The jury has quite rightly been out on John Stewart since he was
appointed 18 months ago to engineer the revival of the troubled
National Australia Bank, says Elizabeth Knight in The SMH. Yesterday we received the first real evidence that, in Australia
and New Zealand, NAB is moving towards being a solid competitor in
the market again. NAB unveiled
the largest annual profit in Australian banking history: $4.13 billion – up by 30% on
the previous year and slightly ahead of market expectations – but conceded
that the coming year would present several hurdles to a repeat of the
performance, reports The Australian.
And there are so many unsynchronised moving parts to NAB’s result that it isn’t yet possible to gain a clear
picture of the bank’s position. The effort to rehabilitate the
once-dominant bank is still very much a work in progress, says Stephen Bartholomeusz in The Age. There were, however, some encouraging signs given the upheaval
the bank has been through – including a costly reshaping of
its portfolio and structure and a big overhaul of its management – and the increasingly competitive context in which it is
operating. NAB may have bottomed out, say John Durie in The Fin Review,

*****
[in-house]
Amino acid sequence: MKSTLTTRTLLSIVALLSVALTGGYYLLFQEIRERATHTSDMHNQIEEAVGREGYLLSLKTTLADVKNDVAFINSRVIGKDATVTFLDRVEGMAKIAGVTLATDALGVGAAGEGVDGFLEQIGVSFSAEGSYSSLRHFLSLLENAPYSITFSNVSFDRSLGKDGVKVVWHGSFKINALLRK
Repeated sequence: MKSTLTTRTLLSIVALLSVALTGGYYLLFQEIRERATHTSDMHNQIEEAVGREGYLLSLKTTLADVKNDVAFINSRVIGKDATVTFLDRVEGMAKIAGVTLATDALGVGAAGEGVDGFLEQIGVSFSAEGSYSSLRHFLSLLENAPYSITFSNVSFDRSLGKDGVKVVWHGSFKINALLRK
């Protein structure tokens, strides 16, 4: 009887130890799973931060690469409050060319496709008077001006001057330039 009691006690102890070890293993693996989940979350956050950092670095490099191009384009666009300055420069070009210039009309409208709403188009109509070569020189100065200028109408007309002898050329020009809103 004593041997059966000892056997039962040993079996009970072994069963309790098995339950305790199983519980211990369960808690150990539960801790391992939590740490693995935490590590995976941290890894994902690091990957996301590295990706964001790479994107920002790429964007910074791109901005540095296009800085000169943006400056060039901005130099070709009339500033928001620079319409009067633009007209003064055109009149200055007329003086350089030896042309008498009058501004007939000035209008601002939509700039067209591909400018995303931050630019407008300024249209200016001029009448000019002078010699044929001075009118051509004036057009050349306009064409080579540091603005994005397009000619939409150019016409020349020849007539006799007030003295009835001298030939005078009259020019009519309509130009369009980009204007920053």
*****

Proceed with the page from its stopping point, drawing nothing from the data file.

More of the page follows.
but full recovery is long way down the track. Stewart’s Australian boat
has plenty more distance to beat against the headwind before he can let
the spinnaker loose.
Investors are on notice to expect a spate of
new profit warnings from listed companies before the end of the year
after slackening domestic demand yesterday forced three market leaders – NAB, brewer Lion Nathan and building
materials company Rinker –
to foreshadow slowdowns in their core markets, reports The Australian.
The Smagereports that, just as Patrick Corp boss Chris Corrigan’s defence against Toll
Holdings’ $4.6 billion takeover offer appeared to crumble, rumours
surfaced yesterday that Linfox and Macquarie Bank were preparing a
rival $5.5 billion joint bid for the stevedore.
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And Qantas is facing an uphill battle to stave off renewed efforts
from Singapore Airlines and Emirates to convince Canberra to open
up Australian skies, reports The Age. With a growing number of Coalition MPs backing the push to
expose Qantas to more competition – particularly on the
Sydney-Los Angeles route – Federal Government sources say
Transport Minister Warren Truss is supporting the push.
On Wall Street, US stocks closed well off their highs overnight,
after an unsteady session during which an attempt at a year-end rally
was undermined by news of the bombings in Jordan. The Dow Jones closed
up just 6.49 points at 10,546 – MarketWatch has a full report here.